Compare any two graphics cards:
GeForce GTX 580 3GB vs Radeon RX 470
IntroThe GeForce GTX 580 3GB makes use of a 40 nm design. nVidia has clocked the core frequency at 772 MHz. The GDDR5 memory runs at a frequency of 1002 MHz on this specific model. It features 512 SPUs along with 64 Texture Address Units and 48 ROPs.
Compare those specs to the Radeon RX 470, which uses a 14 nm design. AMD has clocked the core speed at 926 MHz. The GDDR5 memory runs at a frequency of 1650 MHz on this specific card. It features 2048 SPUs as well as 128 TAUs and 32 ROPs.
Power Usage and Theoretical Benchmarks
Power Consumption (Max TDP)
Performance-wise, the Radeon RX 470 should in theory be a small bit better than the GeForce GTX 580 3GB overall. (explain)
Texel RateThe Radeon RX 470 is much (more or less 140%) more effective at texture filtering than the GeForce GTX 580 3GB. (explain)
Pixel RateThe GeForce GTX 580 3GB should be quite a bit (more or less 25%) faster with regards to FSAA than the Radeon RX 470, and also will be able to handle higher resolutions without losing too much performance. (explain)
Please note that the above 'benchmarks' are all just theoretical - the results were calculated based on the card's specifications, and real-world performance may (and probably will) vary at least a bit.
Please note that the price comparisons are based on search keywords - sometimes it might show cards with very similar names that are not exactly the same as the one chosen in the comparison. We do try to filter out the wrong results as best we can, though.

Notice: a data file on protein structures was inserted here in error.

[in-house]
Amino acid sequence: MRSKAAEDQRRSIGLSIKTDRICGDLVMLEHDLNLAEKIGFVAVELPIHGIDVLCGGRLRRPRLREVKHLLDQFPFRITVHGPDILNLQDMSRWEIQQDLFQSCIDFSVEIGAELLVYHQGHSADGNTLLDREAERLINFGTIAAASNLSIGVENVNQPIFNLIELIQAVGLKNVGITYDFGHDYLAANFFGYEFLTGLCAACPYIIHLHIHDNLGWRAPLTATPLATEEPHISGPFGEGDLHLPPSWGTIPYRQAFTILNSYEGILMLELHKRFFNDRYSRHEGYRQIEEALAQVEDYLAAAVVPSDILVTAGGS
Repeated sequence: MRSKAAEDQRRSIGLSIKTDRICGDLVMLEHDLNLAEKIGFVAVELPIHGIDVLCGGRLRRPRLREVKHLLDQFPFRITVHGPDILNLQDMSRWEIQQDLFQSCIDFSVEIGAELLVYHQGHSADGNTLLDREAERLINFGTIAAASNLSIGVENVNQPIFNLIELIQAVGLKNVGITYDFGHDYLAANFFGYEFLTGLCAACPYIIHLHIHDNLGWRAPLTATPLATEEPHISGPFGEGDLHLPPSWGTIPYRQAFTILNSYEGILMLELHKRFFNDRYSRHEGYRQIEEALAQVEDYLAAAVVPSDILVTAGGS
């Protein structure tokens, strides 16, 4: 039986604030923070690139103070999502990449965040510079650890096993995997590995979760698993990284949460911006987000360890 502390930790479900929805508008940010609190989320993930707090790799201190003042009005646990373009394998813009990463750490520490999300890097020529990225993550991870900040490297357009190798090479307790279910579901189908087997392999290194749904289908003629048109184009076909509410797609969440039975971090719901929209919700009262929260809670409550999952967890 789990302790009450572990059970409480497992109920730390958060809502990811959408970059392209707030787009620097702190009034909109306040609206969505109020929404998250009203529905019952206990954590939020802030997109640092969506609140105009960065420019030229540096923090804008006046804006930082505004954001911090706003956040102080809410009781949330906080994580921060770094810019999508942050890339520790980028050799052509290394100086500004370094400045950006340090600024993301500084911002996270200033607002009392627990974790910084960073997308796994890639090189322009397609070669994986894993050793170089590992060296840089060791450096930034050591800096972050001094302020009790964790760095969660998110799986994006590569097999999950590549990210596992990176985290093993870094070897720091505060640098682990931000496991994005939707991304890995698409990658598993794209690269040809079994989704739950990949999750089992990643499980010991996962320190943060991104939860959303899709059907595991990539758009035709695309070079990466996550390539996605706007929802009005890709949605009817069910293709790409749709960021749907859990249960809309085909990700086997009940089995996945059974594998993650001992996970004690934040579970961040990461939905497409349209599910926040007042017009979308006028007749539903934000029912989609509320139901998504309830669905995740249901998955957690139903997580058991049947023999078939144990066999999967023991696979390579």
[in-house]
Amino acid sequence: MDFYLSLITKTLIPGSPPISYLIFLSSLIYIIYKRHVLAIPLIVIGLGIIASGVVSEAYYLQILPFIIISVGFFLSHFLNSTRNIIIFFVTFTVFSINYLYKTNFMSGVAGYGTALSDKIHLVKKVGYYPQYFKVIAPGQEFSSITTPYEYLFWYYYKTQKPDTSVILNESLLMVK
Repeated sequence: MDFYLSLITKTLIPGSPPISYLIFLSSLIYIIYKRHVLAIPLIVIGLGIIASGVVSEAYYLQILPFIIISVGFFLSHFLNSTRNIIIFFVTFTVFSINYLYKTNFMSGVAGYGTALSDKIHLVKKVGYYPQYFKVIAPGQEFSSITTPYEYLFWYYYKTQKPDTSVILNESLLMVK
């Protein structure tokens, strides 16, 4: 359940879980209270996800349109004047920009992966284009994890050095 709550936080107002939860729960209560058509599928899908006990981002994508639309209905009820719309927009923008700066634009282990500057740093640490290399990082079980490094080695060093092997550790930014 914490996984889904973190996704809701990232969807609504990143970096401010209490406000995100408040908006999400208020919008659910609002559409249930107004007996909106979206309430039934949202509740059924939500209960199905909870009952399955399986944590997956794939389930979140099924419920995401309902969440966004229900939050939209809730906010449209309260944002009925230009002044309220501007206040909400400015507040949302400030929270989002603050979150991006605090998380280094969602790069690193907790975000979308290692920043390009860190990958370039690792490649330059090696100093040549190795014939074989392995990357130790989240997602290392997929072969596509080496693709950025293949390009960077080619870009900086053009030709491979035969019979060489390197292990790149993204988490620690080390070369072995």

Memory Bandwidth: Memory bandwidth is the largest amount of data (in units of MB per second) that can be moved past the external memory interface in a second. The number is worked out by multiplying the bus width by its memory speed. If the card has DDR type memory, it should be multiplied by 2 once again. If DDR5, multiply by ANOTHER 2x. The higher the bandwidth is, the faster the card will be in general. It especially helps with anti-aliasing, HDR and higher screen resolutions.
Texel Rate: Texel rate is the maximum amount of texture map elements (texels) that can be processed in one second. This figure is calculated by multiplying the total amount of texture units by the core clock speed of the chip. The higher this number, the better the video card will be at texture filtering (anisotropic filtering - AF). It is measured in millions of texels in a second.
Pixel Rate: Pixel rate is the maximum number of pixels the graphics card can possibly write to the local memory in a second - measured in millions of pixels per second. The figure is worked out by multiplying the number of Render Output Units by the the card's clock speed. ROPs (Raster Operations Pipelines - also sometimes called Render Output Units) are responsible for filling the screen with pixels (the image). The actual pixel fill rate also depends on quite a few other factors, especially the memory bandwidth - the lower the memory bandwidth is, the lower the ability to reach the maximum fill rate.